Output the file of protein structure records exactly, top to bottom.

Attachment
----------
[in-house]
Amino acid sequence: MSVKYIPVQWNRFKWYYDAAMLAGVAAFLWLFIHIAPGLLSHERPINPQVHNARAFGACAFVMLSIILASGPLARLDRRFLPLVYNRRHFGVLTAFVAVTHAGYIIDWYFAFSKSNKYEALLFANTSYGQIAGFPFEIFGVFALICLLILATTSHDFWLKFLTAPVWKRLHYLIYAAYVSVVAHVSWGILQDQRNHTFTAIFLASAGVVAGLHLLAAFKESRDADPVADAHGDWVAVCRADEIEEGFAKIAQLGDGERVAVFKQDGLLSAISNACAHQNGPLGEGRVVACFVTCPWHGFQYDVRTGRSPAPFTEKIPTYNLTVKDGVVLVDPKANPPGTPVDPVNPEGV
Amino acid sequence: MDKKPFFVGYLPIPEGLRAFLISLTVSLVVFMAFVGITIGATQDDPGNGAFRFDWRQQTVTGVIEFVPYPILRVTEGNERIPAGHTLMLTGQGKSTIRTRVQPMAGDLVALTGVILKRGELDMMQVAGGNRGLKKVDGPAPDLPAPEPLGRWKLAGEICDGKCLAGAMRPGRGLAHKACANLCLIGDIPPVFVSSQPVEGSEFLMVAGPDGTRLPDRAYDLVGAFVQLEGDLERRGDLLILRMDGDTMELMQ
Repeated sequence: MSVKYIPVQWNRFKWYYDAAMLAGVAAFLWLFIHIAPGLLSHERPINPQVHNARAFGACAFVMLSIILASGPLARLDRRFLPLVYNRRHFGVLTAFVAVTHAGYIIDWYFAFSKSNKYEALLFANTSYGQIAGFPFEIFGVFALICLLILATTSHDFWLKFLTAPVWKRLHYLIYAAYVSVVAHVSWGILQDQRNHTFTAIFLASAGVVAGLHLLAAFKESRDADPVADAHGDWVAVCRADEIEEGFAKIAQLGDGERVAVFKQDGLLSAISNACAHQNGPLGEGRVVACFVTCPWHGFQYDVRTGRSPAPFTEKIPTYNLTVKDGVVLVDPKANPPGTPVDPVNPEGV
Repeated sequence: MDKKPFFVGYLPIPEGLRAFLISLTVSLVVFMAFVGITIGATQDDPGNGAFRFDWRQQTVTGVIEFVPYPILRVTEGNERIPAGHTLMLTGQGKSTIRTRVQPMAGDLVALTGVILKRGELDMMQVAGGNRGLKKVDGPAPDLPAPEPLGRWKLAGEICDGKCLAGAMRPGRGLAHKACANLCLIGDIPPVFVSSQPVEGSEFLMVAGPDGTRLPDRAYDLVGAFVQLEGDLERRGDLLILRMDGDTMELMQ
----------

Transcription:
[in-house]
Amino acid sequence: MSVKYIPVQWNRFKWYYDAAMLAGVAAFLWLFIHIAPGLLSHERPINPQVHNARAFGACAFVMLSIILASGPLARLDRRFLPLVYNRRHFGVLTAFVAVTHAGYIIDWYFAFSKSNKYEALLFANTSYGQIAGFPFEIFGVFALICLLILATTSHDFWLKFLTAPVWKRLHYLIYAAYVSVVAHVSWGILQDQRNHTFTAIFLASAGVVAGLHLLAAFKESRDADPVADAHGDWVAVCRADEIEEGFAKIAQLGDGERVAVFKQDGLLSAISNACAHQNGPLGEGRVVACFVTCPWHGFQYDVRTGRSPAPFTEKIPTYNLTVKDGVVLVDPKANPPGTPVDPVNPEGV
Amino acid sequence: MDKKPFFVGYLPIPEGLRAFLISLTVSLVVFMAFVGITIGATQDDPGNGAFRFDWRQQTVTGVIEFVPYPILRVTEGNERIPAGHTLMLTGQGKSTIRTRVQPMAGDLVALTGVILKRGELDMMQVAGGNRGLKKVDGPAPDLPAPEPLGRWKLAGEICDGKCLAGAMRPGRGLAHKACANLCLIGDIPPVFVSSQPVEGSEFLMVAGPDGTRLPDRAYDLVGAFVQLEGDLERRGDLLILRMDGDTMELMQ
Repeated sequence: MSVKYIPVQWNRFKWYYDAAMLAGVAAFLWLFIHIAPGLLSHERPINPQVHNARAFGACAFVMLSIILASGPLARLDRRFLPLVYNRRHFGVLTAFVAVTHAGYIIDWYFAFSKSNKYEALLFANTSYGQIAGFPFEIFGVFALICLLILATTSHDFWLKFLTAPVWKRLHYLIYAAYVSVVAHVSWGILQDQRNHTFTAIFLASAGVVAGLHLLAAFKESRDADPVADAHGDWVAVCRADEIEEGFAKIAQLGDGERVAVFKQDGLLSAISNACAHQNGPLGEGRVVACFVTCPWHGFQYDVRTGRSPAPFTEKIPTYNLTVKDGVVLVDPKANPPGTPVDPVNPEGV
Repeated sequence: MDKKPFFVGYLPIPEGLRAFLISLTVSLVVFMAFVGITIGATQDDPGNGAFRFDWRQQTVTGVIEFVPYPILRVTEGNERIPAGHTLMLTGQGKSTIRTRVQPMAGDLVALTGVILKRGELDMMQVAGGNRGLKKVDGPAPDLPAPEPLGRWKLAGEICDGKCLAGAMRPGRGLAHKACANLCLIGDIPPVFVSSQPVEGSEFLMVAGPDGTRLPDRAYDLVGAFVQLEGDLERRGDLLILRMDGDTMELMQ